Stretching-Stop Static Stretching Before Workouts

Posted by:  Kevin G. Parker, D.C.

Written by:  Coach Poliquin

Coach Poliquin  is hailed as one of the world’s premier strength coaches, Coach Poliquin has successfully trained professional athletes and Olympians worldwide. His training methods and nutritional philosophies quickly became highly sought after in the industry and it became our goal to improve the level of sports performance throughout the world by developing a higher quality strength coach. 

Don’t do static stretching as part of a warm-up, ever.

Static stretching, or stretching a muscling in an elongated position for any length of time will make you immediately weaker, less powerful, and it has not been proven to prevent injury.

If you enjoy stretching or want to improve flexibility, static stretching is fine after you work out.

Or you can stretch as a session completely separate from a workout (as long as it’s at least 6 hours before you exercise), or on off days.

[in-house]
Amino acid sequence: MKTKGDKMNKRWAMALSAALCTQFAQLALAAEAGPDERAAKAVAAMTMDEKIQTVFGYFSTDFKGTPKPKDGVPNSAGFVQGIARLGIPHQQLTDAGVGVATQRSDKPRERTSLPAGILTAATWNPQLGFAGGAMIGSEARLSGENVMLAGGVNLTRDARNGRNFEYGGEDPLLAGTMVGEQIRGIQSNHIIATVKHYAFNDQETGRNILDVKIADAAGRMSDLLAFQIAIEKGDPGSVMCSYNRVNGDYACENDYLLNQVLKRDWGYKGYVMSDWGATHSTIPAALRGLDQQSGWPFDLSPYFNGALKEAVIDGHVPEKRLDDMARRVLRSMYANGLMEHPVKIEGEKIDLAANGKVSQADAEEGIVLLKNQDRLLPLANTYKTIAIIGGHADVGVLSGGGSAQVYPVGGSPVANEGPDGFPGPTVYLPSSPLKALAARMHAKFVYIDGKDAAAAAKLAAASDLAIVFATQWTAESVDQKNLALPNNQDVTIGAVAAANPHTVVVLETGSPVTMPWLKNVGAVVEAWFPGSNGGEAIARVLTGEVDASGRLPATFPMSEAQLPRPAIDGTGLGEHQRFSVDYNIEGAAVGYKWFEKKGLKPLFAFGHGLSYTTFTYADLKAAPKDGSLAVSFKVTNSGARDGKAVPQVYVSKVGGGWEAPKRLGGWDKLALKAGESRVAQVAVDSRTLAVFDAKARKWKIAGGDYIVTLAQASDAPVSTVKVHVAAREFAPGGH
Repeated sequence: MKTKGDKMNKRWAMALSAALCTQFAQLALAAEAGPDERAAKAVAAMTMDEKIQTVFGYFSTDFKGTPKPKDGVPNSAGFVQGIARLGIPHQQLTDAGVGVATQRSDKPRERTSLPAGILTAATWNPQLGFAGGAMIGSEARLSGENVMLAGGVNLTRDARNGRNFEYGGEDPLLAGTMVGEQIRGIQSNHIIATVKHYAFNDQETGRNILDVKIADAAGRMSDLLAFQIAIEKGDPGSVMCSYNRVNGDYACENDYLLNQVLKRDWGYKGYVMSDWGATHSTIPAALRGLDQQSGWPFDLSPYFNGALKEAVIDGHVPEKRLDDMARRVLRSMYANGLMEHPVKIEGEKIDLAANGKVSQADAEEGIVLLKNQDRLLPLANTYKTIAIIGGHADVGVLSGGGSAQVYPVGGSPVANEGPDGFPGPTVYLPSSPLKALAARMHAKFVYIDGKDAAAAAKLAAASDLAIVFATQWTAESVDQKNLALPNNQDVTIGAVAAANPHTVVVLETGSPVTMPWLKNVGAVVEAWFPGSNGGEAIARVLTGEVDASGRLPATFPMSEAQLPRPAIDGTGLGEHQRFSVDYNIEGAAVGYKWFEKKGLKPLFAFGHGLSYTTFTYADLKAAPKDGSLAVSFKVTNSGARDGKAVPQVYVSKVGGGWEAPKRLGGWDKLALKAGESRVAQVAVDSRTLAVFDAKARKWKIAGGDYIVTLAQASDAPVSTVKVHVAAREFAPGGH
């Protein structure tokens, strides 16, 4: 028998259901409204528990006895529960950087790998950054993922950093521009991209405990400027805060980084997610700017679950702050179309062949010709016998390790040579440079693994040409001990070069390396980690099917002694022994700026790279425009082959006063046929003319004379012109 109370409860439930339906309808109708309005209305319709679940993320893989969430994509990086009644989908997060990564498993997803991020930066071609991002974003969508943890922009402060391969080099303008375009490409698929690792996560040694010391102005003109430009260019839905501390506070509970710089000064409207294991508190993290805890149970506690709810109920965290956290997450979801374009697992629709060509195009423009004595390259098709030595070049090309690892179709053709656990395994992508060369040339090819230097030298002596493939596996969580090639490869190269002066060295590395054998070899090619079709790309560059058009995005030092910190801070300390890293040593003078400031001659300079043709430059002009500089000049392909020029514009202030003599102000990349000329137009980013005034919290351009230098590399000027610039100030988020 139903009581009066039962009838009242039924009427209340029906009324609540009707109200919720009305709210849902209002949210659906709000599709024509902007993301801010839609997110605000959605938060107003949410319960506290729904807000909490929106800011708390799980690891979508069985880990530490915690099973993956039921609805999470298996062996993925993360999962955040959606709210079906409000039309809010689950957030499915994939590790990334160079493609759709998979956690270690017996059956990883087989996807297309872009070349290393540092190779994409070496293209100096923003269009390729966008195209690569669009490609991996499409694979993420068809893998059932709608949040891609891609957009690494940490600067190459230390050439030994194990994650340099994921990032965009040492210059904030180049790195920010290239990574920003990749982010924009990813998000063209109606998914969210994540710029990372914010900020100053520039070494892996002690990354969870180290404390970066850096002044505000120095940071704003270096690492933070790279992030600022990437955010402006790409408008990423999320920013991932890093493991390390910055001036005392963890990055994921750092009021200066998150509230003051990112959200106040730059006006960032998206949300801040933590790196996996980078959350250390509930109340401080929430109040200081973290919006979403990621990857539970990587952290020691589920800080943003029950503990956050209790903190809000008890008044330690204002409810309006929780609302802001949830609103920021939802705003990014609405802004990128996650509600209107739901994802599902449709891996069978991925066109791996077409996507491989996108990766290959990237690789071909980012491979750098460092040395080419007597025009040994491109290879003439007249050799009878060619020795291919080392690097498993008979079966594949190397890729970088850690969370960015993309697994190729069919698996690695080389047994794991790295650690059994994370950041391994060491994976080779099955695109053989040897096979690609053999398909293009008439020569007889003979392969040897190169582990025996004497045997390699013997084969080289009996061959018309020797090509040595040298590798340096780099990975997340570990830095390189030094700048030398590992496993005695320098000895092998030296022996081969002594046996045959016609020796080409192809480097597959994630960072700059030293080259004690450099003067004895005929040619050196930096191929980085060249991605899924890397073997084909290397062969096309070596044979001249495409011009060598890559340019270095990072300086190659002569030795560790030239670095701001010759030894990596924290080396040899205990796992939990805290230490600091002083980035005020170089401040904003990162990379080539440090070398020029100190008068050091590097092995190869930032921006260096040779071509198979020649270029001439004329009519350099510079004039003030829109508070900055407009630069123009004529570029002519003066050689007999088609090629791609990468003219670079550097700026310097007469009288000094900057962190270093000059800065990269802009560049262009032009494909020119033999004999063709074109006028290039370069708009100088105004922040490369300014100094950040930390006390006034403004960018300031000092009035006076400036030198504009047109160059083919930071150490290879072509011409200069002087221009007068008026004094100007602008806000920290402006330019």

But, it’s been well established that stretching is not good pre-exercise.

Static stretching will make you less powerful and it can modify the ideal ratio between opposing muscles, even if you stretch both the agonist and antagonist.

A modified strength ratio from static stretching in the quadriceps and hamstrings has been shown to more than double rate of injury.

Dynamic moving “stretches” are fine as part of a warm-up.

For example, body weight lunges or using just the bar for squats (assuming you’re going to put plates on that bar for the workout) are options, as are other movements that warm up the muscles, raise the heart rate and prime the stretch-shortening cycle instead of stunting it with static muscle lengthening.

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